• Australian Flying editor Steve Hitchen. (Kevin Hanrahan)
    Australian Flying editor Steve Hitchen. (Kevin Hanrahan)

– Steve Hitchen

Minister Catherine King's announcement of a SAF council for Australia is very good news for innovation and jobs creation in Australia. The international aviation industry has committed itself to a SAF future, and even now the volume of SAF used around the world is rising in thousands of litres per year. Two of the major ingredients needed to produce SAF are lots of spare land and buckets of sunshine. Sound like any country we know? Australia is beautifully placed to make the world's supply of aviation fuel going a long way into the future, but my fear is that this council could be a couple of prime ministers too late. SAF is already being manufactured in commerical quantities in other countries, which means Australia is late to market and, until lately, the SAF industry here has not  been supported. We are behind the rest of the world, and now have some catch-up to play. The new Gladstone facility is a great step forward, and establishing a working council to mature the industry should help Australia nab a large portion of the world market. And critically, it should also secure our supply of aviation fuel without having to rely on importing so much from other countries.

How do you solve a problem like Mangalore? It was once thought a Surveillance Flight Information Service (SFIS) was the trick, but now apparently not. CASA's Office of Airspace Regulation (OAR) report came out this week ruling out a Mandatory Broadcast Area (MBA) around Mangalore, which knocked out the main supporting pillar of SFIS. Instead, the OAR has recommended a safety seminar and updating some documents. Sorry, Mangalore is a much bigger problem than that. The area is criss-crossed daily by every imaginable form of aviation from GA training to parachutists, hang glider, gliders, transiting aircraft and IFR aircraft doing training on the VOR. It's congested airspace and an area where safety is compromised by traffic volumes. So what was it that prompted OAR to scotch the MBA idea? That's a contentious question right there. It wasn't Airservices; they were the main proponent of the SFIS idea in the first place. Could the local stakeholders have raised objections robust enough to over-power the Airservices proposal?  It is very hard to believe that the recommendations in this report adequately address all the problems the stakeholders raised. In the meantime, Mangalore CTAF continues on in its own frenetic way, tempered slightly by Airservices' promise to keep up the Safety Alerting Service, a temporary fix thatlike so many other temporary fixeslooks to stay in place for some time.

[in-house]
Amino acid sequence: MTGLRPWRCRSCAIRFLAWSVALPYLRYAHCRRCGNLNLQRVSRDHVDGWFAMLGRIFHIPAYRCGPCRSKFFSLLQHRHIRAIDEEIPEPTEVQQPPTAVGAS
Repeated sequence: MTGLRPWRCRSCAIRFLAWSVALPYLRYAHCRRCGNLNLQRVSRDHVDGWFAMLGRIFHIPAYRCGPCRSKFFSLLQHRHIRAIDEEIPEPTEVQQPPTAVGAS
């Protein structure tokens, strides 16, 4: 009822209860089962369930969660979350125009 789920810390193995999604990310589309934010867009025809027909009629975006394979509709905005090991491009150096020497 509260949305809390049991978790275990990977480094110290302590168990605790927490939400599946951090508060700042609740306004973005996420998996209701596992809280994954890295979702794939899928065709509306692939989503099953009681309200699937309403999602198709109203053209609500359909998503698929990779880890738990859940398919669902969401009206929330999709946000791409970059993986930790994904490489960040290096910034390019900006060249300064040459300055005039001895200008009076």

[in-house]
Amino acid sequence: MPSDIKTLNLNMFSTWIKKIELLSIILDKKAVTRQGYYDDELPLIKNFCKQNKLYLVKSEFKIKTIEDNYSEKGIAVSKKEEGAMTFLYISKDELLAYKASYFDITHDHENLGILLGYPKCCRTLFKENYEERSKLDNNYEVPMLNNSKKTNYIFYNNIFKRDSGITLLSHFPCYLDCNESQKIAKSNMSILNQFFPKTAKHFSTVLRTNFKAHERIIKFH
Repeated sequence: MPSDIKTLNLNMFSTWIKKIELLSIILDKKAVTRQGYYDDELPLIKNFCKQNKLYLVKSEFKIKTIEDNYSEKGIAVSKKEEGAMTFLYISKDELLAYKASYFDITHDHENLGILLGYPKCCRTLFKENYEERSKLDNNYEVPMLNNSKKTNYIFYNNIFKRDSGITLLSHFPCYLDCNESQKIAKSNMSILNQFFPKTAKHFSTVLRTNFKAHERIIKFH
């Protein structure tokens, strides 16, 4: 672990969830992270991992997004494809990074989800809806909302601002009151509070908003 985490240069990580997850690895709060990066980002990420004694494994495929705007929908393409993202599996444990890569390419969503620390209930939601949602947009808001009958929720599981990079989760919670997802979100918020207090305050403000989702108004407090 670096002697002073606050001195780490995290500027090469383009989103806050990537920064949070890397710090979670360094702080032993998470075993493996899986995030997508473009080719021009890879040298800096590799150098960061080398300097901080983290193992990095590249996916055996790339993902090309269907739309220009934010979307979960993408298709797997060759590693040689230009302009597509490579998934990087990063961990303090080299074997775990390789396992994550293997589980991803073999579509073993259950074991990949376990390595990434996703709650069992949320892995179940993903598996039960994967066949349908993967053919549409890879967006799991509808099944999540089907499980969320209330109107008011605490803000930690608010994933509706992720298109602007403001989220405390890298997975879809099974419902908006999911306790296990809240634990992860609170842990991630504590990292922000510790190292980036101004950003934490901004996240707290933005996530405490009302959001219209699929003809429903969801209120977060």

Registrations for Ausfly are open! The Australian General Aviation Alliance (AGAA) national fly-in is only two months away now and things are starting to ramp-up at Narromine. One look at the published program and you'll see more than 20 different seminar sessions plus the Sport Aircraft Association of Australia AGM, a public flying display and evening social events to keep you busy. The expo line-up looks pretty healthy thanks to extensive industry support, so it's very clear the GA community wants Ausfly. I have already registered and scored myself some handy accommodation (the first thing is easier to do than the second!) and am looking forward to a great few days. With a bit of good management, I'll catch up with a lot of you there.

May your gauges always be in the green,


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